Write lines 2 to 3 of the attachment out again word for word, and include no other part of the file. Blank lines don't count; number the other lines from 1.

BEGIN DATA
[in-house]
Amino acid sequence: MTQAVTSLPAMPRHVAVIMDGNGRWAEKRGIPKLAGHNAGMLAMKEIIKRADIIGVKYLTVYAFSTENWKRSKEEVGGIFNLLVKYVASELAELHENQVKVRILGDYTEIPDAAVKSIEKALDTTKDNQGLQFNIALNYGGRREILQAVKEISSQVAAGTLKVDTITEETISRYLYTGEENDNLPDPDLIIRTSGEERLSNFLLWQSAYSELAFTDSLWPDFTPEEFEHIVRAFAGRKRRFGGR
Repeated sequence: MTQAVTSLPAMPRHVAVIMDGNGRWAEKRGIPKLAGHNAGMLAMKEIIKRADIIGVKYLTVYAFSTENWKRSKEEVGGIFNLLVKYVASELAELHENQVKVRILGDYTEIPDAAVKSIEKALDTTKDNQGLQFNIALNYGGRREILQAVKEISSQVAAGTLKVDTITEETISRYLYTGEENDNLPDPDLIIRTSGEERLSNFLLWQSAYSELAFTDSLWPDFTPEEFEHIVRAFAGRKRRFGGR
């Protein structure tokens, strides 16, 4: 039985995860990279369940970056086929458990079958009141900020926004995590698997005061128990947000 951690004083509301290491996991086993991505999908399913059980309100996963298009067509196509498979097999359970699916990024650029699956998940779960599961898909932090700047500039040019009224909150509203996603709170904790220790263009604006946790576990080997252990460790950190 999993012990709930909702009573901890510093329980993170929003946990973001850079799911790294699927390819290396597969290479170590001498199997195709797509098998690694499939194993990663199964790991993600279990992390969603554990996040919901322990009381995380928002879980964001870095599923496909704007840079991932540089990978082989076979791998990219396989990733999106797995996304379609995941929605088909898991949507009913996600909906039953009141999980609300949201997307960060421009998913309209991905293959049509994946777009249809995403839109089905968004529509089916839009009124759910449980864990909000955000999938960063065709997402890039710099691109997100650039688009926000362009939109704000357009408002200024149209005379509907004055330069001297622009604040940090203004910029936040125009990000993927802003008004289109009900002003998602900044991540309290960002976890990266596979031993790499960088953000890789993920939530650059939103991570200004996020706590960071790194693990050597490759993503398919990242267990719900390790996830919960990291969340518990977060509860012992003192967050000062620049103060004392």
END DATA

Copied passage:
Amino acid sequence: MTQAVTSLPAMPRHVAVIMDGNGRWAEKRGIPKLAGHNAGMLAMKEIIKRADIIGVKYLTVYAFSTENWKRSKEEVGGIFNLLVKYVASELAELHENQVKVRILGDYTEIPDAAVKSIEKALDTTKDNQGLQFNIALNYGGRREILQAVKEISSQVAAGTLKVDTITEETISRYLYTGEENDNLPDPDLIIRTSGEERLSNFLLWQSAYSELAFTDSLWPDFTPEEFEHIVRAFAGRKRRFGGR
Repeated sequence: MTQAVTSLPAMPRHVAVIMDGNGRWAEKRGIPKLAGHNAGMLAMKEIIKRADIIGVKYLTVYAFSTENWKRSKEEVGGIFNLLVKYVASELAELHENQVKVRILGDYTEIPDAAVKSIEKALDTTKDNQGLQFNIALNYGGRREILQAVKEISSQVAAGTLKVDTITEETISRYLYTGEENDNLPDPDLIIRTSGEERLSNFLLWQSAYSELAFTDSLWPDFTPEEFEHIVRAFAGRKRRFGGR